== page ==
N2 - It has been previously demonstrated that as little as 300ppmw H2O increases wadsleyite and ringwoodite growth rates to magnitudes that are inconsistent with the metastable olivine hypothesis. To further test this hypothesis, we present new ringwoodite growth rate measurements from olivine with ~75ppmw H2O at 18GPa and 700, 900, and 1100°C. These growth rates are nearly identical to those from olivine with ~300ppmw H2O, and significantly higher than those from nominally anhydrous olivine. We infer that transformation of olivine with 75-300ppmw H2O is primarily enhanced by hydrolytic weakening of reaction rims, which reduces the elastic strain-energy barrier to growth. We present a new method for fitting non-linear nominally anhydrous data, to demonstrate that reduction of growth rates by elastic strain energy is an additional requirement for metastable olivine. Based on previous thermokinetic modeling, these enhanced growth rates are inconsistent with the persistence of metastable olivine wedges into the mantle transition zone. Metastable persistence of olivine into the mantle transition-zone would therefore require <75ppmw H2O.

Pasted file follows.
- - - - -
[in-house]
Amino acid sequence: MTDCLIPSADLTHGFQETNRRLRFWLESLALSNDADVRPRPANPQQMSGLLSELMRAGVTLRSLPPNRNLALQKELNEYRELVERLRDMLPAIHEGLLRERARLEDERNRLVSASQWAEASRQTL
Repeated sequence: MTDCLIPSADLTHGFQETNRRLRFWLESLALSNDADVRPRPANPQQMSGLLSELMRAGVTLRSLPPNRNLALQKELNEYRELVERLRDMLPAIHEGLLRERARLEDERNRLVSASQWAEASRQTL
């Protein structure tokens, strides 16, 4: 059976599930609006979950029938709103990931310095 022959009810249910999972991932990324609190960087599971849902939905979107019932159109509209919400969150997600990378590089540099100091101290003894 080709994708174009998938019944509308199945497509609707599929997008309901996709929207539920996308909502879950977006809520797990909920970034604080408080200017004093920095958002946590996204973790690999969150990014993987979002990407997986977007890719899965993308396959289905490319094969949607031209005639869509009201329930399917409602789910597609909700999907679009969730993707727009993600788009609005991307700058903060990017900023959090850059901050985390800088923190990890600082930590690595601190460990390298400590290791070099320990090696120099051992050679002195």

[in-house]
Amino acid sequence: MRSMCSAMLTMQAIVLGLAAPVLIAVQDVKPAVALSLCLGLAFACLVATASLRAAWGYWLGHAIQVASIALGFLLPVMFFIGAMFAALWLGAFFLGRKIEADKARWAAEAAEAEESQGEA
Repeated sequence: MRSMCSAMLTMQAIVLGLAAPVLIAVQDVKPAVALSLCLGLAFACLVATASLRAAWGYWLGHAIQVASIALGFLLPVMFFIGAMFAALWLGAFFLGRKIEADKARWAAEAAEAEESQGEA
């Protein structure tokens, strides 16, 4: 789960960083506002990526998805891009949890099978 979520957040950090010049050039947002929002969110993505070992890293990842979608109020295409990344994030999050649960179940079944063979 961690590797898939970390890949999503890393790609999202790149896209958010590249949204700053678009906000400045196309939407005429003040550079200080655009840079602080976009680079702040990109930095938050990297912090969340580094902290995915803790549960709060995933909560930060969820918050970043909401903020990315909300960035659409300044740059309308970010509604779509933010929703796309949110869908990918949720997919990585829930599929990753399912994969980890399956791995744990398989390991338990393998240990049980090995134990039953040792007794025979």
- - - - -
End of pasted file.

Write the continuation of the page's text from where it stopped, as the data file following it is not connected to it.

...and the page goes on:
AB - It has been previously demonstrated that as little as 300ppmw H2O increases wadsleyite and ringwoodite growth rates to magnitudes that are inconsistent with the metastable olivine hypothesis. To further test this hypothesis, we present new ringwoodite growth rate measurements from olivine with ~75ppmw H2O at 18GPa and 700, 900, and 1100°C. These growth rates are nearly identical to those from olivine with ~300ppmw H2O, and significantly higher than those from nominally anhydrous olivine. We infer that transformation of olivine with 75-300ppmw H2O is primarily enhanced by hydrolytic weakening of reaction rims, which reduces the elastic strain-energy barrier to growth. We present a new method for fitting non-linear nominally anhydrous data, to demonstrate that reduction of growth rates by elastic strain energy is an additional requirement for metastable olivine. Based on previous thermokinetic modeling, these enhanced growth rates are inconsistent with the persistence of metastable olivine wedges into the mantle transition zone. Metastable persistence of olivine into the mantle transition-zone would therefore require <75ppmw H2O.

KW - Growth rates

KW - Hydrogen

KW - Mantle

KW - Olivine

KW - Ringwoodite

KW - Subduction

KW - Transformation Kinetics

UR - http://www.scopus.com/inward/record.url?scp=84878171197&partnerID=8YFLogxK

UR - http://www.scopus.com/inward/citedby.url?scp=84878171197&partnerID=8YFLogxK

U2 - 10.1016/j.pepi.2013.04.001

DO - 10.1016/j.pepi.2013.04.001

M3 - Article

VL - 219

SP - 1

EP - 10

JO - Physics of the Earth and Planetary Interiors

JF - Physics of the Earth and Planetary Interiors

SN - 0031-9201

ER -